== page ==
All things considered, it’s not a bad rule to live your life by. Whatever your religious beliefs or lack thereof, “Don’t be an asshole” is a pretty handy aphorism. Sure, sometimes you need to say things that are pointed or sharp or generally not nice. But being an asshole–defined for our purposes as someone who is characterized by meanness–is not a great way to live. The Bible doesn’t commend anyone to assholery; neither, as far as I know, do the Talmud, the Bhagavad Gita, the principle texts of humanism, or the Quran. There is no religion that aspires to meanness; no philosophy that extols the virtue of snark or sarcasm just to make a point.
But it is everywhere. And where I see it most of all these days is online. Everywhere online. And the most frustrating thing about Internet Assholery is that it is most common in the world in which I live among Christians. As a person who writes regularly for Christian outlets and some non-religious outlets, I can say that by far the worst, most personal, mean-spirited comment sections I have ever read have comprised Christians. You know, the people whose lives are supposed to be marked by gentleness, self-control, etc.
It’s not that we are imperfect and need to continue to cultivate our fruits of the spirit–that will always be the case. It’s that there are some Christian people who get a kick out of being guardians of the faith, drawing doctrinal lines in the sand that leave them square in the middle of ecclesial correctness and exclude everyone else. And it may come from a sense of duty, from a love of getting a rise out of other people, or from a really sincere heart about the importance of orthodoxy–but it is doing immense damage. Use words like “feminism,” and you’ll get attacked for being a whore and a murderer. (I am not exaggerating.) Talk about your love of scary stories, and you’ll be accused of playing in the Devil’s toybox–whatever that means. Suggest that we ought to think seriously about the ways we portray God in our imagery, and someone will tell you that your writing will drive people away from Christianity. Someone, I’m sure, will take issue with the fact that I am using the word “asshole” in the title of this post and suggest my “coarse” language is just a slippery slope toward Episcopalianism or some other such evangelical crime. The rabidness with which some people insist on policing who is in or out of the church is overwhelming.
Lately, there has been a lot of Internet Assholery around a law in Arizona that would allow businesses to refuse their services to same-sex couples who are getting married due to the religious beliefs of the business owners. People fall all over the spectrum on this one. If you’ve read much that I’ve written, it’s probably not too hard for you to guess where I land–but that’s not the issue here. The issue here is how we deal with disagreement.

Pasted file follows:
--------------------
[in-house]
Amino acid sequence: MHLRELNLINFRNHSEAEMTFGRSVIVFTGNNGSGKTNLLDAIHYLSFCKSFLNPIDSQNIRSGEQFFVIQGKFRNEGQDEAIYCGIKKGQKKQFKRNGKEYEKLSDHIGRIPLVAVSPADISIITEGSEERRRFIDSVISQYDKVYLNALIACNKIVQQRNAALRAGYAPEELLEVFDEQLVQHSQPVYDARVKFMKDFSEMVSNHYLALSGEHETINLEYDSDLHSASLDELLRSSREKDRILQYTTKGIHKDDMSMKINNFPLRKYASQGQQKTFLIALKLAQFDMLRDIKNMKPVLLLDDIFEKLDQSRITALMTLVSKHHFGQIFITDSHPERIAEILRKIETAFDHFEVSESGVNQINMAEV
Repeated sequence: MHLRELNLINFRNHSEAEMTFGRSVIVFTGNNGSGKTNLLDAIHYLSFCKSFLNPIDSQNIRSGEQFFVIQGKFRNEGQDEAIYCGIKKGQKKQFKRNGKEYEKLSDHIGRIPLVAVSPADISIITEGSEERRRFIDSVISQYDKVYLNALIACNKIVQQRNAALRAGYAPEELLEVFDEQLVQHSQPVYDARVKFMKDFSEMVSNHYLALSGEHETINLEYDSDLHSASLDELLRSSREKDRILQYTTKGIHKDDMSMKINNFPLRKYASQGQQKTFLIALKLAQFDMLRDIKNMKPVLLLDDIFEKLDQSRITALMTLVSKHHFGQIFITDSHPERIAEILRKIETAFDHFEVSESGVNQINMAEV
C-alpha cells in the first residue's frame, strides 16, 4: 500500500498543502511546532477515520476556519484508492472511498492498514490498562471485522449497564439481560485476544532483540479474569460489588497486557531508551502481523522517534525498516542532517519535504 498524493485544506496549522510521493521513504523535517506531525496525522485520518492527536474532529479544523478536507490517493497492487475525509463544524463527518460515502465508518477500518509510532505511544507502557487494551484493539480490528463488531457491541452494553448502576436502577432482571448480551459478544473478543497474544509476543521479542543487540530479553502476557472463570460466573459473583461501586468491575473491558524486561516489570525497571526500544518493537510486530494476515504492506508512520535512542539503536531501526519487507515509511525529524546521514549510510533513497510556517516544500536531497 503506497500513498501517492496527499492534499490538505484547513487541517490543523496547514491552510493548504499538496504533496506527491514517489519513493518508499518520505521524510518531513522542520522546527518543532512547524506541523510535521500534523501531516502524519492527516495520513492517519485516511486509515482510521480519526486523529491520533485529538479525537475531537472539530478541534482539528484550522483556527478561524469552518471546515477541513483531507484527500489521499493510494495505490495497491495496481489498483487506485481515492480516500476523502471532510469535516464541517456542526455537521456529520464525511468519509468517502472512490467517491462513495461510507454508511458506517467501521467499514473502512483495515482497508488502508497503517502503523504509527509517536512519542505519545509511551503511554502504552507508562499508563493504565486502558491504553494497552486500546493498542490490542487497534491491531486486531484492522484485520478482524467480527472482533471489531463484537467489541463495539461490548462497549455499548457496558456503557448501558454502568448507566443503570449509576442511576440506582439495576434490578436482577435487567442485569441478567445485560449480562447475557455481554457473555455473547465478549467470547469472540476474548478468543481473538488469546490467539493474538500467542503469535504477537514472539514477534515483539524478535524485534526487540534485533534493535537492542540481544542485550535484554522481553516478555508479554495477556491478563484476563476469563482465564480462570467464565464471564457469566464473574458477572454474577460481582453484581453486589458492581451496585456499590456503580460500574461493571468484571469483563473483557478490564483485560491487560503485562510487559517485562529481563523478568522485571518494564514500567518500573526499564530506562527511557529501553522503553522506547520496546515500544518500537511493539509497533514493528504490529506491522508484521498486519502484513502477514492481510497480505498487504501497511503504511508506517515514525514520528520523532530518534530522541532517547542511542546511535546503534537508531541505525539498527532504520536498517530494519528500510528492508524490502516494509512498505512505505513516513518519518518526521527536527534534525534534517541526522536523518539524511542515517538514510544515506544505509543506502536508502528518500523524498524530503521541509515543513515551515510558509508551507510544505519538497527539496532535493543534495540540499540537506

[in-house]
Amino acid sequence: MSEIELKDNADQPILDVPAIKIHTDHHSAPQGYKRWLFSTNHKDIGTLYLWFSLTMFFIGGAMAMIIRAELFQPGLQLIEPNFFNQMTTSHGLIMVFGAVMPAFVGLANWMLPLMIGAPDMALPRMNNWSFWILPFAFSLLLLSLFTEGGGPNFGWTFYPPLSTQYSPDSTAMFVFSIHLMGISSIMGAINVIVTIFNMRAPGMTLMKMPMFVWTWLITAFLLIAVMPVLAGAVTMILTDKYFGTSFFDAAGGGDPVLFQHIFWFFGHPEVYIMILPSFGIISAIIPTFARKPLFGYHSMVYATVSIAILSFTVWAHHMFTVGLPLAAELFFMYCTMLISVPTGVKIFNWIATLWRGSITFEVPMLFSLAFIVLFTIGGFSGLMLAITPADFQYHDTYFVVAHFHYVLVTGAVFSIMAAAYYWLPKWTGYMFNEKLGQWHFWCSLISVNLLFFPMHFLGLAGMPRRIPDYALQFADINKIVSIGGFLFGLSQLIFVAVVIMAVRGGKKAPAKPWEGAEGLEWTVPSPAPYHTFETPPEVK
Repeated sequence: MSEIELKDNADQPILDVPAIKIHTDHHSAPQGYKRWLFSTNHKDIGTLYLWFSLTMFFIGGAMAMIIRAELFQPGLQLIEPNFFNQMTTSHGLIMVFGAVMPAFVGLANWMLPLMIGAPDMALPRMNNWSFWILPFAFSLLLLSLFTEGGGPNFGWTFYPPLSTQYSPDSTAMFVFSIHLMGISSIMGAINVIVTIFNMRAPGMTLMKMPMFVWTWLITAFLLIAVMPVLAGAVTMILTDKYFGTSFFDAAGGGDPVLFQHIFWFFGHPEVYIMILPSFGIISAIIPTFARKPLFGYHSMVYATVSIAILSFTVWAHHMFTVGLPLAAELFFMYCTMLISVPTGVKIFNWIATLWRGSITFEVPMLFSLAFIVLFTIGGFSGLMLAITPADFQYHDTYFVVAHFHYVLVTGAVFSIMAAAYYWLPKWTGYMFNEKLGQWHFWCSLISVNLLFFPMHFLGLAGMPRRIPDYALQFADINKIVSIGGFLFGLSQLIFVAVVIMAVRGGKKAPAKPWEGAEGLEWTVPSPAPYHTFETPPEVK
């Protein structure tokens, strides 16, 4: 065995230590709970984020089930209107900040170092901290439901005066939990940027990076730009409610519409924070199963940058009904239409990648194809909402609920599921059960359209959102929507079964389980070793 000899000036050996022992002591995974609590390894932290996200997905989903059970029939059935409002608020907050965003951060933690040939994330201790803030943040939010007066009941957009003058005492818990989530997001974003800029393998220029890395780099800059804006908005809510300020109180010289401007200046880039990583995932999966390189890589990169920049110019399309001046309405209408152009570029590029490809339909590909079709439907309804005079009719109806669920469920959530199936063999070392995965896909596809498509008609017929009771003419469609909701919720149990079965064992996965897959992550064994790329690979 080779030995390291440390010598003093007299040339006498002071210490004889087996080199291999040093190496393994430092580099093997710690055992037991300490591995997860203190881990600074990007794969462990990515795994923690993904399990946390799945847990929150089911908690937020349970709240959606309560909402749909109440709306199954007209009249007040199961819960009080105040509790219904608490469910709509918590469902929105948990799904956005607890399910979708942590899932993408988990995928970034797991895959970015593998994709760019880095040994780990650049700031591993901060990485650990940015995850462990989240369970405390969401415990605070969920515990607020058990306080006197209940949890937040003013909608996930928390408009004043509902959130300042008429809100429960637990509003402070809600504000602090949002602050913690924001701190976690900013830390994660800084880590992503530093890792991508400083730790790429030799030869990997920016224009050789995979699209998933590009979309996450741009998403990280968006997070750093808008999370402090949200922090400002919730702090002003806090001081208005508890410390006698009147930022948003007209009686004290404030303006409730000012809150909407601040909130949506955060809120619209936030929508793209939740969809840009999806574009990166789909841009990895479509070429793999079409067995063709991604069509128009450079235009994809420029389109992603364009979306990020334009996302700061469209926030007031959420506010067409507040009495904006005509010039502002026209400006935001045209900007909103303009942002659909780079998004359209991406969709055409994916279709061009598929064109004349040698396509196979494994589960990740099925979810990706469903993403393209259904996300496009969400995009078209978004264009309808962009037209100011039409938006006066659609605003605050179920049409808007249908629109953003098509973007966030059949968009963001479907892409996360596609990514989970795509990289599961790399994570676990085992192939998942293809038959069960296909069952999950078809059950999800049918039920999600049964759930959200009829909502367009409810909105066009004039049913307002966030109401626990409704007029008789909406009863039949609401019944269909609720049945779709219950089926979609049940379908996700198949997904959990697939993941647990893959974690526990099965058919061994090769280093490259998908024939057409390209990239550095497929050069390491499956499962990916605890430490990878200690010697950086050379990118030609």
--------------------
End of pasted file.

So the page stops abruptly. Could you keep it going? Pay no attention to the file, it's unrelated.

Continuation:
Here’s the thing: Christians have been disagreeing about all kinds of shit since day one. And they have been mean. I’m of Paul, some would say. I’m of Apollos, others say. Oh, yeah? I’m of Christ, still others say. You can almost hear the Corinthians sticking their tongues out at one another. Some of the responses to this Arizona law have been along the lines of, sure Jesus ate with sinners, but he also told them to go and sin no more. That’s what we should be doing.
No. It’s not. Because you know what? We aren’t Jesus. We don’t get to take his mantle of judgment or call to perfection on ourselves to cast on any other person. That’s not on us. We don’t get to call people to go and sin no more. We can introduce them to a new way of living, to a life with Jesus. We can talk about the call to sin no more. But our job is not Jesus’s job, and being mean to someone on Twitter isn’t going to make Jesus more beautiful or more attractive or more accurately represented to anyone. In fact, it’s only going to do us harm.
But here’s the other, greater thing: I am not anyone’s Holy Spirit. I must–we must–trust that the real Holy Spirit is doing the work only the spirit can do; convicting, loving, freeing, rebuking, changing, releasing chains. Let the Spirit work! Stop indulging your own need to call others to right belief! There is freedom on the other side of that. All that energy you would use to insult someone else, to say they’ve got it wrong? Let that loose on yourself!
Let me be clear what I do not mean with this article, because I can already anticipate some of the twisting of my words that may occur: I do not mean that everyone needs to agree and believe the same way, nor do I mean that I am right all the time and everyone who criticizes me is wrong. This has nothing to do with who is right. (I hate using bold in blog posts, but that’s how important this is.) I don’t do this correctly at all time, and this reminder is as much for me as anyone else. Sometimes I am arrogant and uncaring. Sometimes I am convinced that being right matters far more than being loving, or that the loving thing to do is to insist on my own rightness.
So really, for God’s sake, please. Can we just agree on this one thing? We will disagree, we will drift, we will go to our Protestant and Catholic and nondenominational churches on Sunday mornings and Saturday evenings and Ash Wednesdays. And can we please, please, just stop being assholes?